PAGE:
Extra living costs pile financial pressure on low-income families during lockdown
The pandemic has placed significant financial pressures on poorer households—with the cost of extra food, energy, and remote learning having a greater impact on low-income families, a new study shows.
The study—a collaboration between the University of York and the Resolution Foundation—discovered that while higher income families may have saved money as social activities have been curtailed by public health restrictions, the pandemic and ensuing lockdowns have made it more expensive to live on a low income with children.
The findings included:
- Parents identified that having children at home 24 hours a day led to higher food and energy bills, while the need to entertain them during the lockdowns, in place of activities such as visiting families and public libraries, has brought additional costs.
- They identified additional costs associated with home-schooling, such as acquiring laptops, paying for internet access and obtaining additional study materials.
- Families noted that the cost of buying food had risen, due to the reduction of in store promotions, and because the need to shield has forced many to use more expensive home delivery options, while the need to avoid public transport meant those without access to a car have had to use more expensive shops closer to home.
The research called "Pandemic Pressures' - is part of the ongoing COVID Realities project led by Dr. Ruth Patrick from the Department of Social Policy and Social Work.
Dr. Patrick said: "The idea of being able save money during this pandemic is just a world away from the experiences of the parents and carers we've been working with through the COVID Realities research project.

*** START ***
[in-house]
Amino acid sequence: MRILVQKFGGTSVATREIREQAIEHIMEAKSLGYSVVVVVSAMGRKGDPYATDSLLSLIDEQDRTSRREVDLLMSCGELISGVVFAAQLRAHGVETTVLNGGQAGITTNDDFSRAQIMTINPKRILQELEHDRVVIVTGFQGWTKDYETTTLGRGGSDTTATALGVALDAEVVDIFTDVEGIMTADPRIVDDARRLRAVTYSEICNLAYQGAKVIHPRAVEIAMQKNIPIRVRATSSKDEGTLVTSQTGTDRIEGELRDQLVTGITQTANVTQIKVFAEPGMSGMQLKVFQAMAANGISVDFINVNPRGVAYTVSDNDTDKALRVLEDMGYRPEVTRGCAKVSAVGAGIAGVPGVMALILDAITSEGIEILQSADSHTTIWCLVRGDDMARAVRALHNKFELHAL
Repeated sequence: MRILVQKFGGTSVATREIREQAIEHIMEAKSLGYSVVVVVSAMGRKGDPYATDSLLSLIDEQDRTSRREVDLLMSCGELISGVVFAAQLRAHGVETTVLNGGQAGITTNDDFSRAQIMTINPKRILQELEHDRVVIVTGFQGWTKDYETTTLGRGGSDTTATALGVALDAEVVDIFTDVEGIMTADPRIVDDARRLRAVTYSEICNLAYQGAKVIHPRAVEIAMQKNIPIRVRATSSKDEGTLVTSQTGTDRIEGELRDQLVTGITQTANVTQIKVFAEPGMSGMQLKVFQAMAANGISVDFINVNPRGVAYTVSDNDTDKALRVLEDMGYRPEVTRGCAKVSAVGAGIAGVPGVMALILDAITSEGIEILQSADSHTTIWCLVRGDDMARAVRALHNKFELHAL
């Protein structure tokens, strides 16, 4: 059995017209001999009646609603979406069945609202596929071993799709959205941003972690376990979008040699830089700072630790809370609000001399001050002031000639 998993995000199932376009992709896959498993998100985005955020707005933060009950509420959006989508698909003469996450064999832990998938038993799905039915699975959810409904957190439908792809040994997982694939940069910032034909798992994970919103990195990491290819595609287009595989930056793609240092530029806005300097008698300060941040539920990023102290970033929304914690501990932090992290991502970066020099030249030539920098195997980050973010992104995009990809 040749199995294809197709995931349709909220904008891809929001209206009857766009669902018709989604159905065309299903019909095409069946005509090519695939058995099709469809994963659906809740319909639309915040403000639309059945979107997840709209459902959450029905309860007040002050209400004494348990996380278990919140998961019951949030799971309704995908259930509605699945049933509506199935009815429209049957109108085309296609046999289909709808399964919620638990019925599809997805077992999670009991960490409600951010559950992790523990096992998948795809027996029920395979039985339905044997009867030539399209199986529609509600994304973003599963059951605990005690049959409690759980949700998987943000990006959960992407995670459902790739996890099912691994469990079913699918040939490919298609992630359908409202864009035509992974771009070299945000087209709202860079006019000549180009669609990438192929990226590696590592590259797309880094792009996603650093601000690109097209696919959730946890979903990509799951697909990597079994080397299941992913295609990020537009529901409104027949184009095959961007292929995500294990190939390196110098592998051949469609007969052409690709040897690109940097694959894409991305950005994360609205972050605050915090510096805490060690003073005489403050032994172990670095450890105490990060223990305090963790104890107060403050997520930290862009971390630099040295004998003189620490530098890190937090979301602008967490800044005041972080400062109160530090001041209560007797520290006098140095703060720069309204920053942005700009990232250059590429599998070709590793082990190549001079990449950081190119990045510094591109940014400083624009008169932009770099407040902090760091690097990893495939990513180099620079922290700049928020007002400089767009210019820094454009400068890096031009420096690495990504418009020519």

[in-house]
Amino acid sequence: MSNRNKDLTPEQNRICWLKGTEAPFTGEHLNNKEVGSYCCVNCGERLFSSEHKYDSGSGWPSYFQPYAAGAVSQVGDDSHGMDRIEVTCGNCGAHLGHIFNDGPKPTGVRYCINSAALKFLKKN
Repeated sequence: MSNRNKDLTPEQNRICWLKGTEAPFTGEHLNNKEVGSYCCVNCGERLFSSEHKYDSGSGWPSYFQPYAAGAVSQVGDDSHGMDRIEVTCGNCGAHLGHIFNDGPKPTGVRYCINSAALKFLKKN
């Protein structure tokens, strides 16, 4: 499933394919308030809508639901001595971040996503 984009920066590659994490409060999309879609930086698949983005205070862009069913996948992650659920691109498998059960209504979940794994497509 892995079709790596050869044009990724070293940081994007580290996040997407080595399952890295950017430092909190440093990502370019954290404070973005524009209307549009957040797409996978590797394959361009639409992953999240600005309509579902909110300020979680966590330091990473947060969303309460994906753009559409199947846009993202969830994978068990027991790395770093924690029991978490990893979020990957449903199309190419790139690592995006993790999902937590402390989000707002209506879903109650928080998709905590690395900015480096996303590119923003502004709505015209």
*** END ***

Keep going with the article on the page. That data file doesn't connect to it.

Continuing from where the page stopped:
"Parents have found their spending increase, as some of the usual strategies they use to get by on a low income—shopping around for the best deal, going to families and friends for a meal when the cupboards are empty—have become suddenly impossible.
"The conditions the pandemic has created make it harder still to get by on a low-income, creating extra financial pressures, rooted in the requirement for families and their children to stay at home and restrictions on household mixing."
The report found that more than one-in-three (36 percent) of low-income households with children increased their spending during the pandemic so far, compared to around one-in-six (18 percent) who reduced their spending.
Among high-income households without children, 13 percent have increased their spending, compared to 40 percent who have reduced it.
Dr. Patrick added: "While the need for the lockdown is clear, there is an equally urgent need to address the additional financial pressures that families on a low-income face through greater income support to families with dependent children."
With the third national lockdown likely to last several months and put families under further pressure, the report calls on the Chancellor to urgently do more to support family incomes during the pandemic.
Mike Brewer, Chief Economist at the Resolution Foundation, said: "The pandemic has forced society as a whole to spend less and save more. But these broad spending patterns do not hold true for everyone.
"With the country going into another lockdown for at least the next few months, the Chancellor should acknowledge the pandemic pressures that families with children face and reconsider plans to cut Universal Credit in just a few months' time."